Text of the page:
February 8th 2015

I am a believer in a God who sculpted us to his perfection. Then we get a scar, man’s contribution to who we are. Since starting this blog, I’ve been obsessed with my surgical scars. While you are reading the blog learning about my struggles and challenges; I have the proof of the challenges that I have faced through each of my scars. Each scar defines a part of my life and has left a mark on me (literally) for the rest of my life. The scars I am referring to are physical, each has a story and whether I like it or not, they are a permanent part of me. I do not remember much about the surgeries I had as a child except the nasty sleeping gas I had to inhale, but my scars are the reminder for me.

The majority of my scars are on my head and in my mouth, so I had not seen them until recently. I honestly didn’t realize half of them were scars until I had my mom take pictures. Now that sounds very weird I know, but I have one particular scar that travels down the back of my neck and when I touch the back of my neck I can distinctly feel it, I thought everyone had a mark on their neck.

Scars do not have to be just physical. Emotional and mental scarring can be a huge part of our lives. They are what shape us. I know for me, the scars bullies left on me are what made me who I am today. I think a scary event we have experienced or the loss of someone close to us can give you scars. Each is a memory, one that you would ultimately want to forget but had such an impact on your life and will continue with you.

For me, it is easy to hide my physical scars, even though I really am not purposely hiding them. A scar is that reminder that things will never be the same. You can try to hide them, and you might not see them when you look into a mirror, but they are still there.

I think it is important to use your scars to help others, because while scars might represent a weak point in our lives, they also represent healing, a natural ability for your body to recover from tragedy. It’s proof of strength we didn’t even know we had. I’m proud to show off my scars because they are a part of who I am and without acknowledging my struggles, I could not acknowledge my triumphs.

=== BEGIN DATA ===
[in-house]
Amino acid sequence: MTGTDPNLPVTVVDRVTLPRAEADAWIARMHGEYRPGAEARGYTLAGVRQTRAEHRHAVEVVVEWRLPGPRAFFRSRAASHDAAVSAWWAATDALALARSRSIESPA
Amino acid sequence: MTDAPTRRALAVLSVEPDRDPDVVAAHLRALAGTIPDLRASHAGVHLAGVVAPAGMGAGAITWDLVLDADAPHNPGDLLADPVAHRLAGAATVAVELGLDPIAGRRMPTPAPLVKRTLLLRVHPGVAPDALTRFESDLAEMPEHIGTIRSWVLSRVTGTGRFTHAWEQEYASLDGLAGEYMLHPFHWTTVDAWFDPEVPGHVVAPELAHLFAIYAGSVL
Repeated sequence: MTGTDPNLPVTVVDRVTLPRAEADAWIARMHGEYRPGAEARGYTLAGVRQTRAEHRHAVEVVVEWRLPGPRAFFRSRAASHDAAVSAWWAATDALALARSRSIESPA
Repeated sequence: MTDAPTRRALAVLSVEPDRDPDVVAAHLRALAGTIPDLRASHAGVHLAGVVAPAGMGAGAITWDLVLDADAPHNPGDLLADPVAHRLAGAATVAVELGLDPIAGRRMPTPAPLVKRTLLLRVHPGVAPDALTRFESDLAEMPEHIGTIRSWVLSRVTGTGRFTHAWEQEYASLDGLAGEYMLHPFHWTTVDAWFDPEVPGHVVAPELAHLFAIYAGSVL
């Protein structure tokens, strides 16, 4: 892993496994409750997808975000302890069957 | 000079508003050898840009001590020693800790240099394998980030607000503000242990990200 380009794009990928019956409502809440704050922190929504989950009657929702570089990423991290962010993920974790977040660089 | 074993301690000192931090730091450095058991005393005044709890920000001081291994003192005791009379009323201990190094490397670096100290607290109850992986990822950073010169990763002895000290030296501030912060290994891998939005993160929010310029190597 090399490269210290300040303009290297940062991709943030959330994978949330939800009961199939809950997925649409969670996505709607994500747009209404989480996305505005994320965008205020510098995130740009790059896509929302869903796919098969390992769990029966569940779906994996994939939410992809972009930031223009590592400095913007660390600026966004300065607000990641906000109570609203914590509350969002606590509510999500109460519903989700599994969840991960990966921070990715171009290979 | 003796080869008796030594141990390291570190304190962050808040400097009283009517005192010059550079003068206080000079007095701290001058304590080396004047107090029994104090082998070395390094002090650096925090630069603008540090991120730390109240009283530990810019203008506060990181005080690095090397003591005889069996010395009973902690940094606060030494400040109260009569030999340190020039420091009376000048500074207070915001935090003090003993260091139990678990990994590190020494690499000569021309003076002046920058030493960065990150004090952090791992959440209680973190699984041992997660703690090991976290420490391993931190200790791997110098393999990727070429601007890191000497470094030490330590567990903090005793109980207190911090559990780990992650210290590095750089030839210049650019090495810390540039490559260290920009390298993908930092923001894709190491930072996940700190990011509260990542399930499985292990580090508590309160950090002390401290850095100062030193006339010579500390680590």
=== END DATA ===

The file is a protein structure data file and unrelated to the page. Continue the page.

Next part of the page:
What is the story behind your scars? Are you allowing your body to heal emotionally? No matter the situation, remember we are all stronger than we realize.

Saydee Robinson

img261 img268

Post Shunt Surgery 1997img262

Post Chiari Surgery 1997imageMy scars today


3 thoughts on “February 8th 2015

  1. Becky says:

    Still loving your blog,so inspiring to me and Karli….you two are both so strong….this should be a book not a blog. Thanks for sharing.


  2. Michael Eller says:

    Hi Saydee – My 1-year-old daughter was born with Crouzon Syndrome and I can’t tell you how meaningful it’s been to follow your blog over the past week. Everyday I’ve been checking in to read your insights and thoughts about what it’s been like to grow up with Crouzon. I can’t help but wonder about the similarities and differences that my little Rory will face. Thank you for what you’re doing. You have no idea how much it’s speaking to people like myself and my wife. I look forward to continue hearing what you have to say! – Michael

    Liked by 1 person

    • I am so glad to hear that you are enjoying my story. I was truly blessed to have an amazing support system which I plan on talking about in the coming days that I know you and your wife are giving your daughter. I pray that Rory would be filled with strength and allow her true beauty to shine through. Also something that is incredibly important. Make sure she dreams BIG. Your daughter will do incredible things 🙂 Thank you so much for commenting. Your story is why I am doing this blog, so thank you very much!
      God Bless!


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